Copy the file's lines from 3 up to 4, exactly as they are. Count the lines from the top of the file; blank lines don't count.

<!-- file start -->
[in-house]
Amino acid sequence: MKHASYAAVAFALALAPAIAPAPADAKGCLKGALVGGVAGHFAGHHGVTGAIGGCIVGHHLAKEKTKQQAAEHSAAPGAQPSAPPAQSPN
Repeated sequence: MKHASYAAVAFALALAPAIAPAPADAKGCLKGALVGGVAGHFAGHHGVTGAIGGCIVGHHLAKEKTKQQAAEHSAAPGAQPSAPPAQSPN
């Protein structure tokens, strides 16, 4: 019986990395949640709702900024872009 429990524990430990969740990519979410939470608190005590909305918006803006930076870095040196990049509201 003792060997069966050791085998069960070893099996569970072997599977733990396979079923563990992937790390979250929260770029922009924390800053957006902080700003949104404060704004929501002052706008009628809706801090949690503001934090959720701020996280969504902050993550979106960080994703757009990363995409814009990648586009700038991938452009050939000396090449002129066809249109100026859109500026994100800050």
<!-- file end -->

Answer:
Repeated sequence: MKHASYAAVAFALALAPAIAPAPADAKGCLKGALVGGVAGHFAGHHGVTGAIGGCIVGHHLAKEKTKQQAAEHSAAPGAQPSAPPAQSPN
């Protein structure tokens, strides 16, 4: 019986990395949640709702900024872009 429990524990430990969740990519979410939470608190005590909305918006803006930076870095040196990049509201 003792060997069966050791085998069960070893099996569970072997599977733990396979079923563990992937790390979250929260770029922009924390800053957006902080700003949104404060704004929501002052706008009628809706801090949690503001934090959720701020996280969504902050993550979106960080994703757009990363995409814009990648586009700038991938452009050939000396090449002129066809249109100026859109500026994100800050």